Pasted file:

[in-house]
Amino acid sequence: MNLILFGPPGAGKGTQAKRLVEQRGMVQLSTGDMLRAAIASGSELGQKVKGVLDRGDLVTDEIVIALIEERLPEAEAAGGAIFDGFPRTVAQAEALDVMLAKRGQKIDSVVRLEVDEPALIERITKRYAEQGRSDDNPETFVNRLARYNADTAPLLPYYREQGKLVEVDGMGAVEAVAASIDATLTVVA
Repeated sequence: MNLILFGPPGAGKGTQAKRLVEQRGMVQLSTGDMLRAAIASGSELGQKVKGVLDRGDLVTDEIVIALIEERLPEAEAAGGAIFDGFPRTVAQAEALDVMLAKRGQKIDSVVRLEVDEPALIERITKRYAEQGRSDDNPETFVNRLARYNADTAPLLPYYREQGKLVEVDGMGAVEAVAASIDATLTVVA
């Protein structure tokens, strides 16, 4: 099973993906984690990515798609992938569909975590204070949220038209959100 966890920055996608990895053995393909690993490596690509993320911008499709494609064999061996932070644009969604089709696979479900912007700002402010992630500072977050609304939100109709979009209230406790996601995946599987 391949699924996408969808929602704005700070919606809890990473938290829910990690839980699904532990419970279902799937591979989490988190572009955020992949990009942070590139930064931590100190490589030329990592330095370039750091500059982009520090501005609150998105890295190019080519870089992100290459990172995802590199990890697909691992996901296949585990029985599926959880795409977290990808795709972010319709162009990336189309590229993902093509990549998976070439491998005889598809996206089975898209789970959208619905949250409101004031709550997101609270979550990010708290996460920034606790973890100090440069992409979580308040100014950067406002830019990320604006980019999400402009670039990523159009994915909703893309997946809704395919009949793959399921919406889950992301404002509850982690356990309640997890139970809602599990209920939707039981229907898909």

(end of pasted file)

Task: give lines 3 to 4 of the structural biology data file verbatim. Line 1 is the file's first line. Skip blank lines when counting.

Repeated sequence: MNLILFGPPGAGKGTQAKRLVEQRGMVQLSTGDMLRAAIASGSELGQKVKGVLDRGDLVTDEIVIALIEERLPEAEAAGGAIFDGFPRTVAQAEALDVMLAKRGQKIDSVVRLEVDEPALIERITKRYAEQGRSDDNPETFVNRLARYNADTAPLLPYYREQGKLVEVDGMGAVEAVAASIDATLTVVA
């Protein structure tokens, strides 16, 4: 099973993906984690990515798609992938569909975590204070949220038209959100 966890920055996608990895053995393909690993490596690509993320911008499709494609064999061996932070644009969604089709696979479900912007700002402010992630500072977050609304939100109709979009209230406790996601995946599987 391949699924996408969808929602704005700070919606809890990473938290829910990690839980699904532990419970279902799937591979989490988190572009955020992949990009942070590139930064931590100190490589030329990592330095370039750091500059982009520090501005609150998105890295190019080519870089992100290459990172995802590199990890697909691992996901296949585990029985599926959880795409977290990808795709972010319709162009990336189309590229993902093509990549998976070439491998005889598809996206089975898209789970959208619905949250409101004031709550997101609270979550990010708290996460920034606790973890100090440069992409979580308040100014950067406002830019990320604006980019999400402009670039990523159009994915909703893309997946809704395919009949793959399921919406889950992301404002509850982690356990309640997890139970809602599990209920939707039981229907898909």